Paul Perez reflects on being part of a targeted racial/ethnic group and shares how to move forward with positive action.
Associate Director for Mission and Ministry
The mass shooting at Columbine High School happened while I was a high school senior. Having lived my entire adult life under the shadow, I, in many ways, have become desensitized to them. This weekend was different.
The mass shootings in El Paso, Texas and Dayton, Ohio, hit close to home:
The El Paso shooter, reportedly posted a manifesto minutes before the opening fire outlining his motive; defending Texas against a “Hispanic invasion.” He intentionally targeted Mexicans and Mexican-Americans as they engaged in back to school shopping at a busy Walmart.
I am Mexican-American. If I was in El Paso, I would have been a target. It could have been me.
On Saturday, my wife and three children were back-to-school shopping in big-box stores and strip malls in Metro-Detroit, a border community. It could have been my family.
The mass shooting in Dayton, OH took place in the city’s Oregon District. While dating in college, my spouse and I frequented this area of Dayton, enjoying a cup of coffee, a good meal, or late night live music. It could have been us.
This weekend, I was heartbroken for the victims, survivors, and families but, also, faced with the deeply unsettling fact that it could have been me and my family. Over my life, I have learned to pay attention to the unsettling moments. It is often where I encounter God’s invitation to join in God’s seeking, forgiving, healing, and liberating work in the world.
This is such a moment.
The white supremacist and white nationalist motivations of the El Paso shooting are deeply disturbing. I am both disturbed and baffled by the claim Texas is experiencing a “Hispanic invasion.” Mexicans have lived in what is now Texas long before Texas existed. My own family has deep roots in Texas. Some of my Mexican ancestors never “crossed the border,” the “border crossed them” when their home became part of the USA in the late 19th century.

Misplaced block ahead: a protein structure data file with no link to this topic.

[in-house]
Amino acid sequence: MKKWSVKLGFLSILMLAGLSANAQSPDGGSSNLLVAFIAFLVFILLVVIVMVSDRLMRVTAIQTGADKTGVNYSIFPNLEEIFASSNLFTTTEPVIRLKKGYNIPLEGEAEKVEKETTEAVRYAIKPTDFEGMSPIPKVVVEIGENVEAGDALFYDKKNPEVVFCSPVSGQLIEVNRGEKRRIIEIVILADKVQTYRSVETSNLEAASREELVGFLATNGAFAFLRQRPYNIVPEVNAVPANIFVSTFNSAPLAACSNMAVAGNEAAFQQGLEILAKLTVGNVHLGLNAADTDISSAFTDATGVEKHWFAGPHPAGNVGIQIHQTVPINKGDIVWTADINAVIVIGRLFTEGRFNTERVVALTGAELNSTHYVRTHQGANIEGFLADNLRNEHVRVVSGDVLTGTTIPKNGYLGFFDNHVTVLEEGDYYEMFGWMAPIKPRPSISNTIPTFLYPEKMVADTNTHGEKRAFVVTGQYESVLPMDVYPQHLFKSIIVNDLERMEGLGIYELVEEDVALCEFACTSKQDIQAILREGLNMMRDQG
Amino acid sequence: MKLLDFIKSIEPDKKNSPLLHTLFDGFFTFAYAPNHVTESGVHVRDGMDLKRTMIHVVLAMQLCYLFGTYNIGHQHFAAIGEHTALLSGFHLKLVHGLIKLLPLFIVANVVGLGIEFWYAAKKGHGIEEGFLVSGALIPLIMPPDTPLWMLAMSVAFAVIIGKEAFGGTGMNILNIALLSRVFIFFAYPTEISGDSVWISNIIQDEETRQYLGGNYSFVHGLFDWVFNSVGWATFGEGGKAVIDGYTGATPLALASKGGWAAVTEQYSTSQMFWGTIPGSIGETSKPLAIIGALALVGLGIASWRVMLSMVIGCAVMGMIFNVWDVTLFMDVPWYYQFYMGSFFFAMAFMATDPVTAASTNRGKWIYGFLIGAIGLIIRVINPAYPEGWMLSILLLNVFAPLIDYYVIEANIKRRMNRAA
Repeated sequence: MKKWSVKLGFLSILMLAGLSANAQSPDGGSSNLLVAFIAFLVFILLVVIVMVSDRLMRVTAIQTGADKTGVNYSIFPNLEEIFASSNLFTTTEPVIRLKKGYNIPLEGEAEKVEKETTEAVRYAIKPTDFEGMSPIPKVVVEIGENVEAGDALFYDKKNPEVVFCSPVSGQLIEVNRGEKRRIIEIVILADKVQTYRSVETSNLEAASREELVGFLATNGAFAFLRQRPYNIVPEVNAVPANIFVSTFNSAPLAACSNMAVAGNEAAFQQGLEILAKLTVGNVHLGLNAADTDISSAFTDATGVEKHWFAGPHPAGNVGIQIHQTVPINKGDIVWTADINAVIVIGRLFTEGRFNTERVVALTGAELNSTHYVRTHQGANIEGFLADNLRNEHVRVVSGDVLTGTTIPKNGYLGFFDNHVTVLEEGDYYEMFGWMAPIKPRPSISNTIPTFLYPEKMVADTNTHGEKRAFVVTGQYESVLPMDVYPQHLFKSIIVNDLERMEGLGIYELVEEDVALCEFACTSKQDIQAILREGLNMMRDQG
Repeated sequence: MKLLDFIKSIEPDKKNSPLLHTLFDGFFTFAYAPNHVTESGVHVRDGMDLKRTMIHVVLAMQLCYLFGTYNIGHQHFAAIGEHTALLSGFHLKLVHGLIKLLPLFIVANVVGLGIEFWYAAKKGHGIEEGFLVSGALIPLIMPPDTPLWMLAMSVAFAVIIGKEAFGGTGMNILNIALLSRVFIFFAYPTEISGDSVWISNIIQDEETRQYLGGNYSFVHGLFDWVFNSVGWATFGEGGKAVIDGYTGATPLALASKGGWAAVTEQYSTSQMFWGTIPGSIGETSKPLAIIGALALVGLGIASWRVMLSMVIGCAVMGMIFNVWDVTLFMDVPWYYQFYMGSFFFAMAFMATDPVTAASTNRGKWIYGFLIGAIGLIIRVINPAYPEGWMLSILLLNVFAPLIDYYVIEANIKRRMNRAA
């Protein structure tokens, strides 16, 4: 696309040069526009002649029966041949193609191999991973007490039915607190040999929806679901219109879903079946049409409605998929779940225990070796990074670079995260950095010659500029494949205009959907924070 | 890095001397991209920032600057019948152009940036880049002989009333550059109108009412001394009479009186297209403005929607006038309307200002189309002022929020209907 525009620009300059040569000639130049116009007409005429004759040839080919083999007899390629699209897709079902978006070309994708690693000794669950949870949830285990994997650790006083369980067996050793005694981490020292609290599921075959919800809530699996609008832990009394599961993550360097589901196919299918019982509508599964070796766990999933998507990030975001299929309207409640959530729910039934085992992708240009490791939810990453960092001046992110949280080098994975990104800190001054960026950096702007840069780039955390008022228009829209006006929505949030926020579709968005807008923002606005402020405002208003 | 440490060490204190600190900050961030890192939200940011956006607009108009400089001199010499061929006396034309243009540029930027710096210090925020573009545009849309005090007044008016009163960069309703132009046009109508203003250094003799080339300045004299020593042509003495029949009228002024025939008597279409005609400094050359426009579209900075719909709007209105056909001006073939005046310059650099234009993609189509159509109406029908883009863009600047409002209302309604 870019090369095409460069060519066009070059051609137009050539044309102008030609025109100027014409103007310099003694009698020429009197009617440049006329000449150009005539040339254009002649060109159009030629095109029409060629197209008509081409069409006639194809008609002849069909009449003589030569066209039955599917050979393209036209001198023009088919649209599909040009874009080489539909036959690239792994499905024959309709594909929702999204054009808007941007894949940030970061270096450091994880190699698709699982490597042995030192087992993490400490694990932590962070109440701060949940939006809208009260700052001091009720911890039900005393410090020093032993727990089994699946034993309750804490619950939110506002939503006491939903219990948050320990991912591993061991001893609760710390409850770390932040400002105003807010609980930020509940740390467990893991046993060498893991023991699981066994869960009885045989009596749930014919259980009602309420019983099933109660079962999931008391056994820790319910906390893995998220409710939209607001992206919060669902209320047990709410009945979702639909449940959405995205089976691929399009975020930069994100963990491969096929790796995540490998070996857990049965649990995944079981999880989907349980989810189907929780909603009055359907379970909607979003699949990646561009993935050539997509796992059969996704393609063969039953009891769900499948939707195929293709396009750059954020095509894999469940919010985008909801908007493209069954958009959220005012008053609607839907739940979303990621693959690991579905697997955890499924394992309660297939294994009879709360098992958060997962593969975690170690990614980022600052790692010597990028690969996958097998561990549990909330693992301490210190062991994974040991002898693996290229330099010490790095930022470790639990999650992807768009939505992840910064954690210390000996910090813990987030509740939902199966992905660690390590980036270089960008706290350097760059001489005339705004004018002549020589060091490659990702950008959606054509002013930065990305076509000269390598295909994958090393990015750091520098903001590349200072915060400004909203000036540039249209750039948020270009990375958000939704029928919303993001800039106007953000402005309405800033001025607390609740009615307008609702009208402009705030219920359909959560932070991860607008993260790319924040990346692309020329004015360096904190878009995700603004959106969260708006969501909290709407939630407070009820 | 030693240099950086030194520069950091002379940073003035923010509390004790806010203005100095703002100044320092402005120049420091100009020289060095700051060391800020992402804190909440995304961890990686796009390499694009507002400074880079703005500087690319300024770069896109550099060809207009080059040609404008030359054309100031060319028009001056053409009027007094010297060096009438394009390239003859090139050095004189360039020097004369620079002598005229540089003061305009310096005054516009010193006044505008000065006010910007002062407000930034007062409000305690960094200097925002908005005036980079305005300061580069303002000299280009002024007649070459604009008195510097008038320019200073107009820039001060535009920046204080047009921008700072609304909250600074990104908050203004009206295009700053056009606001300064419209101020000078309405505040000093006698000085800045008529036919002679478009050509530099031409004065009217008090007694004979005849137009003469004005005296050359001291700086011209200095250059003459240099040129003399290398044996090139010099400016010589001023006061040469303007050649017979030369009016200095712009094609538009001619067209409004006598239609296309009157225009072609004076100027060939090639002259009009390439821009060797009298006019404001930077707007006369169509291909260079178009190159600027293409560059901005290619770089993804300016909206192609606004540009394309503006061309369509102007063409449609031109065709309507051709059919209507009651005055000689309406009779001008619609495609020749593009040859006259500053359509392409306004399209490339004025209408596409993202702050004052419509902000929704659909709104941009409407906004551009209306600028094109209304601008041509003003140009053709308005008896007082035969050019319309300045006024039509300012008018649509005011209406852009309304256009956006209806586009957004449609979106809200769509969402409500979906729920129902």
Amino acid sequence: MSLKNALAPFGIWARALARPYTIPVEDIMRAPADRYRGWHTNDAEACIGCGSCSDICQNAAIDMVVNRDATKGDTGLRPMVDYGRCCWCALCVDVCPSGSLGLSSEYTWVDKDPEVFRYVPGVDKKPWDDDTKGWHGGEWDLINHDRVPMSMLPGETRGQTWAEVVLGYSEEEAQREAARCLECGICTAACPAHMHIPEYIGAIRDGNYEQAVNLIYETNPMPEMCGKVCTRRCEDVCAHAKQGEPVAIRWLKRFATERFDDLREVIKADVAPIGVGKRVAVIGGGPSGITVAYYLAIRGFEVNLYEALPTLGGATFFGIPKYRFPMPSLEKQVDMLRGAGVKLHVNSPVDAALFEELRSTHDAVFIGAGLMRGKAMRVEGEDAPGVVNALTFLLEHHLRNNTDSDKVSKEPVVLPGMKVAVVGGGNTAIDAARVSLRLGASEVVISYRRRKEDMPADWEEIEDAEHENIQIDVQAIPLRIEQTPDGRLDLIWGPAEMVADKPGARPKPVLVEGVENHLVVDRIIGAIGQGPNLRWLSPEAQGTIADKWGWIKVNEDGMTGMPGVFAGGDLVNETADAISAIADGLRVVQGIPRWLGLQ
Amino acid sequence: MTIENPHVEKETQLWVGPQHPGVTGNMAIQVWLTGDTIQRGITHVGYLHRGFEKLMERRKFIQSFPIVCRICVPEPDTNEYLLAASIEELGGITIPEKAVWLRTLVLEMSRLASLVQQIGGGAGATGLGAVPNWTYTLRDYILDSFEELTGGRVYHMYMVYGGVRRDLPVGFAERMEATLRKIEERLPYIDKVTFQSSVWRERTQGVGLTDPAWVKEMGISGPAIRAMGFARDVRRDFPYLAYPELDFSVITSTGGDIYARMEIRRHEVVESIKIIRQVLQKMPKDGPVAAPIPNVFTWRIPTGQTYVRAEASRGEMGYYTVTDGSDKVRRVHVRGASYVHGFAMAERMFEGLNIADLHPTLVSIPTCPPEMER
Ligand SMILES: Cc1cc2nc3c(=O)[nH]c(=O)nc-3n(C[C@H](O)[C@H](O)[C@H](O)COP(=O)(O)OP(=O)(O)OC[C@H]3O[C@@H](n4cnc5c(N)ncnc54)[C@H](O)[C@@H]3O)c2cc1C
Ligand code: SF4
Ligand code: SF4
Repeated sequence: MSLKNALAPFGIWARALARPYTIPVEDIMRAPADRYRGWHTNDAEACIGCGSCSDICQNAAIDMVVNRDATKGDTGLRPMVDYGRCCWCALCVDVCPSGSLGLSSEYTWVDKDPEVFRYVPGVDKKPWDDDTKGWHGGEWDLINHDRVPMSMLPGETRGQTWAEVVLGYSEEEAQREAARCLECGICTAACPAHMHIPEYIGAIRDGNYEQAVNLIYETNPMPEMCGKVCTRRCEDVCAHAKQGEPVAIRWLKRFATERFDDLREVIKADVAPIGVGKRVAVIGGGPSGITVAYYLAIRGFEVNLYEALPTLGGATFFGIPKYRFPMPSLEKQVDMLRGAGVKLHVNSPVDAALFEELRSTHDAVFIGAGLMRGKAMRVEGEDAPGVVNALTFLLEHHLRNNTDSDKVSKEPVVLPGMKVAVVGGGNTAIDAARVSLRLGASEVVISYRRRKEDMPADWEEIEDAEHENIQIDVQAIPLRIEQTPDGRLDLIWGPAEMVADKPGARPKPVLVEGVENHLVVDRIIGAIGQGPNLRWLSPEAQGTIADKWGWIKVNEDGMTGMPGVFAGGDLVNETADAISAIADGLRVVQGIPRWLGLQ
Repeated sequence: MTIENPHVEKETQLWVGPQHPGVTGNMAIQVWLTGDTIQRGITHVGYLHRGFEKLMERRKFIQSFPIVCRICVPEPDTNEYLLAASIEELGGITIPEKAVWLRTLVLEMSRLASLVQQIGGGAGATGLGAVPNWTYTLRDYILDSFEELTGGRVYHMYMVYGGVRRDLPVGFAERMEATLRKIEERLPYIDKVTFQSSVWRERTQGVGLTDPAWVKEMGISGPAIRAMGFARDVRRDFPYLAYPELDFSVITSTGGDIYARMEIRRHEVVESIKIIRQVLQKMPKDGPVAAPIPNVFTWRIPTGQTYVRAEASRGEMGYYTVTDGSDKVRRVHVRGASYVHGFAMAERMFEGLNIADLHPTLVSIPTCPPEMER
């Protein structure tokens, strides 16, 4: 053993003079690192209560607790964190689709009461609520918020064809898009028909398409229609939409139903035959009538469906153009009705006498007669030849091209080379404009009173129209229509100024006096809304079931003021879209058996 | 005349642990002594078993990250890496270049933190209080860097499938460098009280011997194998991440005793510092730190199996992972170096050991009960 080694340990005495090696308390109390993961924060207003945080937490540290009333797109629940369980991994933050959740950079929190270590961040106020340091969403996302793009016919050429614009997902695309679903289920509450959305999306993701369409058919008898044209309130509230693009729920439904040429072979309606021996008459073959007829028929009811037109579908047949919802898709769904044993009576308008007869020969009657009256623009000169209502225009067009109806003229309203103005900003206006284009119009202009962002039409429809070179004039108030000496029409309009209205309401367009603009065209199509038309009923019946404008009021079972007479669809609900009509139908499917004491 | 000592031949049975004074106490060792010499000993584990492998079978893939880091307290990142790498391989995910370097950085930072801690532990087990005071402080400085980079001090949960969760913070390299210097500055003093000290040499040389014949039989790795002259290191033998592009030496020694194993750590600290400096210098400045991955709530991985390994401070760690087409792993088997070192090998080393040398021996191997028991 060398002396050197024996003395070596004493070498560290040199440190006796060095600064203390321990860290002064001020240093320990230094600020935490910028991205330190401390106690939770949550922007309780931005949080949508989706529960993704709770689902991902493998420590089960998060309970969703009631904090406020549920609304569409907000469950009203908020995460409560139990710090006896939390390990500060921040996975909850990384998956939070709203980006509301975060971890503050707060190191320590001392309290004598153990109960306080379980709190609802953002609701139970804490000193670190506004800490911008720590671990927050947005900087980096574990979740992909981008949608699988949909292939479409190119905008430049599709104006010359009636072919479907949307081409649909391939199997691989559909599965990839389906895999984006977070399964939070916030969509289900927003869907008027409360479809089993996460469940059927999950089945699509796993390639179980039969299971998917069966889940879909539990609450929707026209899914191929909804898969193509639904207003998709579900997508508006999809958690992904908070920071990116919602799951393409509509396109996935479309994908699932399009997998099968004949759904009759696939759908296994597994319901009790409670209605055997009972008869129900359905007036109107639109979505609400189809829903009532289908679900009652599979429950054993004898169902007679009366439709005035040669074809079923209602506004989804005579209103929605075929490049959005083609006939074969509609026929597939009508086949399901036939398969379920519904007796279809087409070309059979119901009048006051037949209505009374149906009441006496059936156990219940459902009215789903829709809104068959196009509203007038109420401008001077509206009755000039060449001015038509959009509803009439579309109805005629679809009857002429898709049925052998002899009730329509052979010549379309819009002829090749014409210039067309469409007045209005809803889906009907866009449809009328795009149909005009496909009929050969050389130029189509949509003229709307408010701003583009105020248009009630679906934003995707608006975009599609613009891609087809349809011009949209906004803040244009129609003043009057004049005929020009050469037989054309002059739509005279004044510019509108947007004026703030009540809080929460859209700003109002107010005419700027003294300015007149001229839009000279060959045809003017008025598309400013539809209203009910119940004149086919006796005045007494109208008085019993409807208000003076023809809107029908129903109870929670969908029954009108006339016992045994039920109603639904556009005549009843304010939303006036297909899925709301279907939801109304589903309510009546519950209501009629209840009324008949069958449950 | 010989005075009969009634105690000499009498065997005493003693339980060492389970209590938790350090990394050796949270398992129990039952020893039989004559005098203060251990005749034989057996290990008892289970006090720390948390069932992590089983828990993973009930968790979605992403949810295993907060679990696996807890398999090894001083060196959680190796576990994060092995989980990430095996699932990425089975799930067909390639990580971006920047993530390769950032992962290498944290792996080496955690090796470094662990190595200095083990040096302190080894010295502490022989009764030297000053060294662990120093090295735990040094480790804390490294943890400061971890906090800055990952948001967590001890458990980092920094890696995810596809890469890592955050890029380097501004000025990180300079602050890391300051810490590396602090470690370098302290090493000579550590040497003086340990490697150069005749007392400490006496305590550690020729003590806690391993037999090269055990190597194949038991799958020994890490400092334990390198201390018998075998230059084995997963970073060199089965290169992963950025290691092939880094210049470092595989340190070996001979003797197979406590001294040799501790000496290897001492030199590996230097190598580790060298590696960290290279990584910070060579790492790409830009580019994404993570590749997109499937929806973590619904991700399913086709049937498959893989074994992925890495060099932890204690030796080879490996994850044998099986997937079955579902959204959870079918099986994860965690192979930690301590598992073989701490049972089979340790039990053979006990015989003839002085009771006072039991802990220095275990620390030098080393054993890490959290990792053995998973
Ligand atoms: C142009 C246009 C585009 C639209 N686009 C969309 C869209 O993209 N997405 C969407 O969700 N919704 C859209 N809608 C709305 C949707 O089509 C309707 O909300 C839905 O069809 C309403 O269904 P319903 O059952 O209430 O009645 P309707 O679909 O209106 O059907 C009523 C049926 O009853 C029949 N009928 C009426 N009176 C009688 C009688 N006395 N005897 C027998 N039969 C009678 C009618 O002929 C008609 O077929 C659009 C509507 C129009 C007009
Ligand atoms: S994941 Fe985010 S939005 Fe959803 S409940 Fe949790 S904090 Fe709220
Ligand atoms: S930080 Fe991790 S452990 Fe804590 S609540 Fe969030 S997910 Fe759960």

Being a member of a targeted racial/ethnic group is frightening. It is a reminder that as a person of color, there are still those who see my life as having less value then their own and who view me as a perpetual foreigner. Mexican-American and other Latinx are certainly not alone. African-American, Muslim, Jewish, and LBGTQIA communities were also targets of recent mass shootings.
What are we to do?
An op-ed in the LA Times, written by researchers who have studied every mass shooting since 1966, summarizes these four commonalties among shooters. They
- experience childhood violence or trauma,
- reach a personal crisis point days or weeks prior to the shooting,
- seek validation from other shooters and/or radicalized into a hateful ideology, and
- have access to firearms.
I appreciate this article, not only because it is written by “experts,” but because it balances, in a very Wesleyan way, the “personal” and “social” dimensions in the struggle to prevent gun violence.